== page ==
The general election looming just around the corner is dominating much of Malaysians’ everyday lives. But we should be wary of letting it distract us from other, equally important, issues.
Three weeks ago, 38-year-old driving instructor Thanabalan Subramaniam was arrested while dropping off one of his children at school.
Consider the effects this might have had on the child. The presence of a police car and the arrest by uniformed personnel would surely have set tongues wagging.
Children and teenagers can be very cruel. Gossip and criticism could have spread throughout the school following Thanabalan’s arrest. Was it really necessary for the police to alarm his child, the other children, the teachers, and the parents in this manner?
The child may now be shunned by others. Perhaps the parents of other students will pressure their children to end their friendship with Thanabalan’s child. Sadly, we do not live in a fair society.
If Thanabalan was crucial to police enquiries, why couldn’t they have arrested him at home and spared his family the humiliation?
We do not know why he was arrested, only that it was allegedly under the Security Offences (Special Measures) Act (Sosma).
A few days ago, Thanabalan’s family was informed that he had died from a heart attack. Their grief must be unimaginable. The child whom he sent to school was probably the last family member to have seen him alive, as other family members told reporters that none of them had been able to see Thanabalan during his incarceration.
Apparently, Thanabalan’s younger brother was also detained under Sosma.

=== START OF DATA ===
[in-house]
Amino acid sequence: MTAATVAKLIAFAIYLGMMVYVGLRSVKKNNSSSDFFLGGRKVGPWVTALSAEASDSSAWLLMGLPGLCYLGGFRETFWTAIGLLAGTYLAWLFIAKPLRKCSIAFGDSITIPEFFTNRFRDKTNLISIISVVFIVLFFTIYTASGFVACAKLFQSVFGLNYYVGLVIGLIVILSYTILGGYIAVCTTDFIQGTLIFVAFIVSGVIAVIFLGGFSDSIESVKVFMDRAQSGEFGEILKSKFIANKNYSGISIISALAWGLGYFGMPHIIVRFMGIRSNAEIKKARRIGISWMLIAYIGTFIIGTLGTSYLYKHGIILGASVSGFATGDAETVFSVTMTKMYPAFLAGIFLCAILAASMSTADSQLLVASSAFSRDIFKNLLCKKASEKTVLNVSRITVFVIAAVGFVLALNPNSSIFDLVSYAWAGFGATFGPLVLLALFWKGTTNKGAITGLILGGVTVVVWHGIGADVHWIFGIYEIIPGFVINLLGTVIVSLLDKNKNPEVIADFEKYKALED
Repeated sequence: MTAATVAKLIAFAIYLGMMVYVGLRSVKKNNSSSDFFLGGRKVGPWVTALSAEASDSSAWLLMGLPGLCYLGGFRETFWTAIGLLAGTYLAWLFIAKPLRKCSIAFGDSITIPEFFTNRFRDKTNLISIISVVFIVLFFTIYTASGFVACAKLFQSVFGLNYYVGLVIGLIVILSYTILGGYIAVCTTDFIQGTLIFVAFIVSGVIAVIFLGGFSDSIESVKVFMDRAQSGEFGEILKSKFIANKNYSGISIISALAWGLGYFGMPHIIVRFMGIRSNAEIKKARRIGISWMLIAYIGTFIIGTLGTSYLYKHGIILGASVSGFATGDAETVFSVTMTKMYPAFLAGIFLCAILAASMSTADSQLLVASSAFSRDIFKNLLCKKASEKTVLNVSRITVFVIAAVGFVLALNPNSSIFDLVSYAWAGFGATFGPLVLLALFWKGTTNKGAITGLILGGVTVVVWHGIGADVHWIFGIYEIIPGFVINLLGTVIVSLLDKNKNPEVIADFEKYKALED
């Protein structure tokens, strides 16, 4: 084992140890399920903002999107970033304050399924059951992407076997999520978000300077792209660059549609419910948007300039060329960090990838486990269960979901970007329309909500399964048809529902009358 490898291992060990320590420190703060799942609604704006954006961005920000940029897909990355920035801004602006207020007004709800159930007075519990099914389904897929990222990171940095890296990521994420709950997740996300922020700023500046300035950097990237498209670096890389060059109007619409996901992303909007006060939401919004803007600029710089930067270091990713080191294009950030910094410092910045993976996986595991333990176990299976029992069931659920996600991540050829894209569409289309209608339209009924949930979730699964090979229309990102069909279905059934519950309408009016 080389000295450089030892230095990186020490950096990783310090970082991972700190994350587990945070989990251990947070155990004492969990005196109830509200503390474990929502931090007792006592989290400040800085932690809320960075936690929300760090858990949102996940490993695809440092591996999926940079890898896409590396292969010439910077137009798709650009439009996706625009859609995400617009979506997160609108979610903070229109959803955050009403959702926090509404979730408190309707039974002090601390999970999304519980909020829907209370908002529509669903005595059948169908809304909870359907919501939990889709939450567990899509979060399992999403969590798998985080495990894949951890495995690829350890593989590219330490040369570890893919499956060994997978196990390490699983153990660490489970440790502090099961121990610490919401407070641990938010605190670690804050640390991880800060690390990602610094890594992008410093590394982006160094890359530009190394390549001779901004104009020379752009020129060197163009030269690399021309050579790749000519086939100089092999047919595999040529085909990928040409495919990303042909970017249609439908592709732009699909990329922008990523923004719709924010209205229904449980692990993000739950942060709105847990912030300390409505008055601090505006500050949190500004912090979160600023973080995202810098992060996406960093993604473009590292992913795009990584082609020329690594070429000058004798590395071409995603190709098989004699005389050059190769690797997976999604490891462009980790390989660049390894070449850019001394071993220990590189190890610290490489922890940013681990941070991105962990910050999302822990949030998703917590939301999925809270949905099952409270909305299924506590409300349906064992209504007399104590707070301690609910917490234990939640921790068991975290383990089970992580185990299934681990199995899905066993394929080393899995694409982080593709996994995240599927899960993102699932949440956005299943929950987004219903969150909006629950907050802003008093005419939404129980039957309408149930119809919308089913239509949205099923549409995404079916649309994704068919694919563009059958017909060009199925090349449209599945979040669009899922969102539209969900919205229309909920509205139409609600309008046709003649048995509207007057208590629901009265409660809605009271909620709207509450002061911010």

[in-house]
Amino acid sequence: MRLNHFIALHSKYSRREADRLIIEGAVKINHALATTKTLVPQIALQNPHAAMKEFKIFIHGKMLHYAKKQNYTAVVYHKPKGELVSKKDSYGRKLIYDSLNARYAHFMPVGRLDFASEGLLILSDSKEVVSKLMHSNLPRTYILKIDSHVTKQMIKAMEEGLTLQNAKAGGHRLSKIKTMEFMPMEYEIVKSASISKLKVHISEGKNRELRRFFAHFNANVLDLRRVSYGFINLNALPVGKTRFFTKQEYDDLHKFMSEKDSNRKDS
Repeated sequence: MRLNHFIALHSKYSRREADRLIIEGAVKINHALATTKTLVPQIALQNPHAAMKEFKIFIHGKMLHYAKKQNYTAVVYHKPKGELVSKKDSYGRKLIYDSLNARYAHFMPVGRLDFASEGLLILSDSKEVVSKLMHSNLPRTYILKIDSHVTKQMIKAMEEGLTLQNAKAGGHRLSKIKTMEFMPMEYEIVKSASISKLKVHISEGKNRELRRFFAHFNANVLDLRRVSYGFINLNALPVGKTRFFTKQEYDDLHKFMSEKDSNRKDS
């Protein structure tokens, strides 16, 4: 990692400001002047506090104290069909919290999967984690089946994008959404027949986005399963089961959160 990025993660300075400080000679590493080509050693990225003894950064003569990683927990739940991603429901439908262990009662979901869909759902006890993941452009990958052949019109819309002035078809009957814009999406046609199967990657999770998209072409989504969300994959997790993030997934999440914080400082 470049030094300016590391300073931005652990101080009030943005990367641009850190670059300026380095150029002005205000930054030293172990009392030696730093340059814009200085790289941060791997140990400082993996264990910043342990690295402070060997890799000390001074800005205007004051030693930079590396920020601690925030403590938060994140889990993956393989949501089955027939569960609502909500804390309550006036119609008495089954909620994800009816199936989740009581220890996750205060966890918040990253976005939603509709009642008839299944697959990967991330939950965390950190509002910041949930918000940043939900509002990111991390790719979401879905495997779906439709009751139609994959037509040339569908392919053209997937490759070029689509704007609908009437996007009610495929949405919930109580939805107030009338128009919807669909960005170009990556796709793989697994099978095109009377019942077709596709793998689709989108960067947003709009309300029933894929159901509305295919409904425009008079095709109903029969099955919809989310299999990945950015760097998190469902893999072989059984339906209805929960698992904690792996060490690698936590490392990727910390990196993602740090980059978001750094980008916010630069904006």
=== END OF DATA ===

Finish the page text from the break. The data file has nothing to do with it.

Kapar incumbent G Manivannan said the post-mortem on Thanabalan could not confirm the cause of death, although there were no signs of physical abuse. Attempts are being made for a second post-mortem to be conducted.
Police have opened an investigation paper on the case, which has been classified as sudden death. But at the time of writing, there have been no reports of police visiting Thanabalan’s family to offer their condolences. That is the least they could do.
Thanabalan’s death followed a spate of similar cases. A man is arrested. Sometimes, a relative is also detained in another cell. One survives, the other does not. Perfectly healthy men with no known diseases return home in a box. The usual excuse is that they had an asthmatic fit or a heart attack.
Remember what happened to A Kugan, whose death shocked Malaysians several years ago. Remember N Dharmendran, Ahmad Sarbani, S Balamurugan and Teoh Beng Hock.
How many more people must die before there is a complete systemic shake-up? Questions are asked after each death, but no one is prosecuted. Political will is lacking.
Do not let the election divert attention from the deaths of Thanabalan and the many others.
Mariam Mokhtar is an FMT columnist.
The views expressed are those of the author and do not necessarily reflect those of FMT.